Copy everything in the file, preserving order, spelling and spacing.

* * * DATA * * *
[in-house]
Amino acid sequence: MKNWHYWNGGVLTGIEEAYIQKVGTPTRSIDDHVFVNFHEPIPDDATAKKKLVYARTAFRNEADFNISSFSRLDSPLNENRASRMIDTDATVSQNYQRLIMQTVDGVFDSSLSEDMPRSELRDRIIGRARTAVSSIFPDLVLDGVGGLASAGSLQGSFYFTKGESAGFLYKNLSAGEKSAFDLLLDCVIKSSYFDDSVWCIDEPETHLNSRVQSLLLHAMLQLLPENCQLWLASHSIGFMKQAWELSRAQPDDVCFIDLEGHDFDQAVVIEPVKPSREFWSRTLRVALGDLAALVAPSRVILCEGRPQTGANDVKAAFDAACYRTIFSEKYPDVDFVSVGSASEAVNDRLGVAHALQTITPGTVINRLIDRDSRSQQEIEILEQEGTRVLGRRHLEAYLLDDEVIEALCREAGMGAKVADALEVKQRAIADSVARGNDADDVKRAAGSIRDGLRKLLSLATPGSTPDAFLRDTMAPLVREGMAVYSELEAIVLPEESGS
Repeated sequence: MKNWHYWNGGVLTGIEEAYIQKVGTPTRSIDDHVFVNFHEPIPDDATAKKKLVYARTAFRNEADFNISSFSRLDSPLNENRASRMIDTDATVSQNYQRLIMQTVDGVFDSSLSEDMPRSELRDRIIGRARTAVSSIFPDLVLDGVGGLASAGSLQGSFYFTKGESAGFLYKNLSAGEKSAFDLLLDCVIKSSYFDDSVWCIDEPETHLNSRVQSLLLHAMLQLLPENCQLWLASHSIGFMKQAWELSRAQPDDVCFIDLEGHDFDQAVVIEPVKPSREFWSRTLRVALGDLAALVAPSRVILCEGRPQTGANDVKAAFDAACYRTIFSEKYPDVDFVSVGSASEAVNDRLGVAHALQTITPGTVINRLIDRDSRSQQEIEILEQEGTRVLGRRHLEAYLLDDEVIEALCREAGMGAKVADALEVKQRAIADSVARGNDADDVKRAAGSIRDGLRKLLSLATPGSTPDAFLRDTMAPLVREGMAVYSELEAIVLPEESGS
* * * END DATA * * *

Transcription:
[in-house]
Amino acid sequence: MKNWHYWNGGVLTGIEEAYIQKVGTPTRSIDDHVFVNFHEPIPDDATAKKKLVYARTAFRNEADFNISSFSRLDSPLNENRASRMIDTDATVSQNYQRLIMQTVDGVFDSSLSEDMPRSELRDRIIGRARTAVSSIFPDLVLDGVGGLASAGSLQGSFYFTKGESAGFLYKNLSAGEKSAFDLLLDCVIKSSYFDDSVWCIDEPETHLNSRVQSLLLHAMLQLLPENCQLWLASHSIGFMKQAWELSRAQPDDVCFIDLEGHDFDQAVVIEPVKPSREFWSRTLRVALGDLAALVAPSRVILCEGRPQTGANDVKAAFDAACYRTIFSEKYPDVDFVSVGSASEAVNDRLGVAHALQTITPGTVINRLIDRDSRSQQEIEILEQEGTRVLGRRHLEAYLLDDEVIEALCREAGMGAKVADALEVKQRAIADSVARGNDADDVKRAAGSIRDGLRKLLSLATPGSTPDAFLRDTMAPLVREGMAVYSELEAIVLPEESGS
Repeated sequence: MKNWHYWNGGVLTGIEEAYIQKVGTPTRSIDDHVFVNFHEPIPDDATAKKKLVYARTAFRNEADFNISSFSRLDSPLNENRASRMIDTDATVSQNYQRLIMQTVDGVFDSSLSEDMPRSELRDRIIGRARTAVSSIFPDLVLDGVGGLASAGSLQGSFYFTKGESAGFLYKNLSAGEKSAFDLLLDCVIKSSYFDDSVWCIDEPETHLNSRVQSLLLHAMLQLLPENCQLWLASHSIGFMKQAWELSRAQPDDVCFIDLEGHDFDQAVVIEPVKPSREFWSRTLRVALGDLAALVAPSRVILCEGRPQTGANDVKAAFDAACYRTIFSEKYPDVDFVSVGSASEAVNDRLGVAHALQTITPGTVINRLIDRDSRSQQEIEILEQEGTRVLGRRHLEAYLLDDEVIEALCREAGMGAKVADALEVKQRAIADSVARGNDADDVKRAAGSIRDGLRKLLSLATPGSTPDAFLRDTMAPLVREGMAVYSELEAIVLPEESGS